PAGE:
In the example above for the 2nd Test of Bangladesh v Sri Lanka, the market has had a volatile beginning. However, things are now fairly stable in the last 1/3rd of the chart. The odds are now sitting at around 1.12 and 1.11. Although there has been volatility because of previous news, the market has now settled and is a good candidate for pre-match scalping.
By placing orders at either side of the book, it’s possible to profit from the price difference, however minor. In this case, you may want to place a back bet at 1.12 and a lay order at 1.11. If both bets are of equal size and get matched, you will be in profitable position.
You can experiment with wider ranges and timings, but generally this strategy is fairly straightforward. Just make sure to be patient as it can take a while to get matched, if at all in such big markets.
If a big piece of news breaks such as a player injury or unexpected weather conditions, it’s usually
best to sit and wait for it all to blow over. Trying to scalp in a volatile market will usually end in tears.
Trading News Pre-Match:
Perhaps the complete opposite of scalping pre-match is trading the big pre-match moves. These are usually caused by big news stories such as a key player being injured or weather conditions that may favour one team over the other.
There are two approaches you can take to trading the news. Firstly, you can try and catch the initial move when the news breaks. However, it’s essentially “fastest finger first” as you can’t possibly sit on the market 24/7, waiting for news to break.
Secondly, you can trade the secondary market moves after the initial moves have been made. Taking a look at the example below, you can see plenty of large moves that are quickly followed by a reversion to the mean, or somewhere thereabouts.
It’s the reversion back to the mean that can be the most easy to spot. The predictable part of news reactions…
When the initial news breaks (such as a player being injured), the market tends to overreact. This is almost always quickly followed by a bounce of some form. Highlighted above, the example shows this a number of times.
This is essentially swing trading, so normal swing trading theory should apply.
In-Play Cricket Trading:
There are a number of ways to trade cricket in-play and unlike many other sports, you can usually take your time in making the trades. This is especially so for test cricket, as it can last up to five days!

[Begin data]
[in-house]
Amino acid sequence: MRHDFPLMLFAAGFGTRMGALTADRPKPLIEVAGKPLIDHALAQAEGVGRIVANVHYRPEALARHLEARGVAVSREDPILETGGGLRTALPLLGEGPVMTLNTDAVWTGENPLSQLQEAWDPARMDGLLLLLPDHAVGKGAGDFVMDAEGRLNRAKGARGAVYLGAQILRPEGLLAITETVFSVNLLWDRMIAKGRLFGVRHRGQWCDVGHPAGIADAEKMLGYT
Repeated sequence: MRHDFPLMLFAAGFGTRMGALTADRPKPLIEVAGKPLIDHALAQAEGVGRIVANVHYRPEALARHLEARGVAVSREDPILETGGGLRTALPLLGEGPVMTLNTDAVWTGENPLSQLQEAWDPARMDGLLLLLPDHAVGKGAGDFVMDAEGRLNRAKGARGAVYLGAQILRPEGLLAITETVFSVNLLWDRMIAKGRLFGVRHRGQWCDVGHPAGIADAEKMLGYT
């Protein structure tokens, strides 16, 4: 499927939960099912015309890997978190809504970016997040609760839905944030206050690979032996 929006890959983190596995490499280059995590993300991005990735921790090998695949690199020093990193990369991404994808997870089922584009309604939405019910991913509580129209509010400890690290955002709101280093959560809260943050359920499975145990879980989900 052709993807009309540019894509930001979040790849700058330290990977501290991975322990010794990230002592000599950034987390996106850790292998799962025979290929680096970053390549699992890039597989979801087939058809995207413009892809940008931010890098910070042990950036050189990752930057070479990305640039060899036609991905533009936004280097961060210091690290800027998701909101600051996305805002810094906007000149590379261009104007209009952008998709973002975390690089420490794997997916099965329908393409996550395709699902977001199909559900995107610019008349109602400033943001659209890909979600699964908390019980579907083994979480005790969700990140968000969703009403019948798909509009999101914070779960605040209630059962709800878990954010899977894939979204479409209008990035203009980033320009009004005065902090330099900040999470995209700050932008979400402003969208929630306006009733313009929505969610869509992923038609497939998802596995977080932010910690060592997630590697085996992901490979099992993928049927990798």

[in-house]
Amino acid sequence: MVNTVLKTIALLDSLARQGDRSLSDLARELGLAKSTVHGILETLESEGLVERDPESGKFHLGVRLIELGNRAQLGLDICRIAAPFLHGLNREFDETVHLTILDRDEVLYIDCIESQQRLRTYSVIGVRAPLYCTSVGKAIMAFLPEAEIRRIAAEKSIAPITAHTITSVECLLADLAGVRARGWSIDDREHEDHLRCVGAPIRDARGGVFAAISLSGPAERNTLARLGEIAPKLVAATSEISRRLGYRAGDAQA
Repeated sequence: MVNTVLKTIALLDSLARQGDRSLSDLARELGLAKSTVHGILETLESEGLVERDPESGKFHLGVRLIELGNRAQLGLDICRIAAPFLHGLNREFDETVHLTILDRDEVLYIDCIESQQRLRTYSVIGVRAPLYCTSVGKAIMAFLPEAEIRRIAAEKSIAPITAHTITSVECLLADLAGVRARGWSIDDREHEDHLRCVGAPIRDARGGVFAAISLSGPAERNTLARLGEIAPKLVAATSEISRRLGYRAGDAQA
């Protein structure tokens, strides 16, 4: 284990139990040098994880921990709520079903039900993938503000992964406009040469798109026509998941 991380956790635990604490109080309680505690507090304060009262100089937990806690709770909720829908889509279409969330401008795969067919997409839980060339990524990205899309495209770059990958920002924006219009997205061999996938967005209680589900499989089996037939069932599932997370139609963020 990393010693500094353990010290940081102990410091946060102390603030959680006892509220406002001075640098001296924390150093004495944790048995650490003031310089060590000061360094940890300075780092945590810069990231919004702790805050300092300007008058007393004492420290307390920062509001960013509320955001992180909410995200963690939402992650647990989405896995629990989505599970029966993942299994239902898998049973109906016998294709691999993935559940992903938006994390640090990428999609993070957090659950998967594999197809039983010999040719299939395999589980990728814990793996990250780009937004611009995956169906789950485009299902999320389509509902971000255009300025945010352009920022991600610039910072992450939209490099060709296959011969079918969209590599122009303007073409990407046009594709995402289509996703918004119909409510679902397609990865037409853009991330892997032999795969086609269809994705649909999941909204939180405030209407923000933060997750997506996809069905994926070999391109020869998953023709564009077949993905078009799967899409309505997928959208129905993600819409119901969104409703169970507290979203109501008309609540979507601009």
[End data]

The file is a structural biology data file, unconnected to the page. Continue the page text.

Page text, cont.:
One of the simplest in-play cricket trading strategies is backing the batting team after an out.
The market has a tendency to overreact after a batsman is caught out. This is probably due to the fact that teams take turns to bat and it can feel like the batting team are being overrun. Although that may be true, the batting team will still have an opportunity to bowl and do exactly the same, or worse to the bowling team.
Of course, this method will only work on the first half of the match.
Although it’s tough, there is an opportunity for value betting in cricket. If you don’t know what exactly value betting is, I’ll clear that up first.
Using an example of a dice, you have a ⅙ chance of landing on the number 1. If somebody offered you odds of 6.00, this would be a fair bet. On average over an infinite amount of bets, you would not lose or make any money. However, if they offered you odds of 4.00 for the number 1, you would be betting with a negative expected value. This is because the payout does not make up for the expected amount of times you will lose.
Value betting opportunities arise when the odds are of higher value than you think they should be. In the example of the dice, getting 9/1 odds for landing on the number 1 would be a great value bet.
In sports betting and including cricket, odds are largely based on statistical models and influence by the wider market. There is no model on earth that can predict sports results with 100% certainty, no matter how much we all try. The goal is to get to as close as certain as possible. If you calculate your own odds and they are lower than what the market is offering, then there is value to be had.
Markets will often over react to certain news stories or favour popular teams more than they should. It’s at times like this where we can find odds of value in cricket markets.
Although it would be nice, it’s impossible to win every bet. Value betting can take months to become profitable. You may have a whole month in the red, but overall if your method of calculating odds can outsmart the market where it needs to, you should be in profit.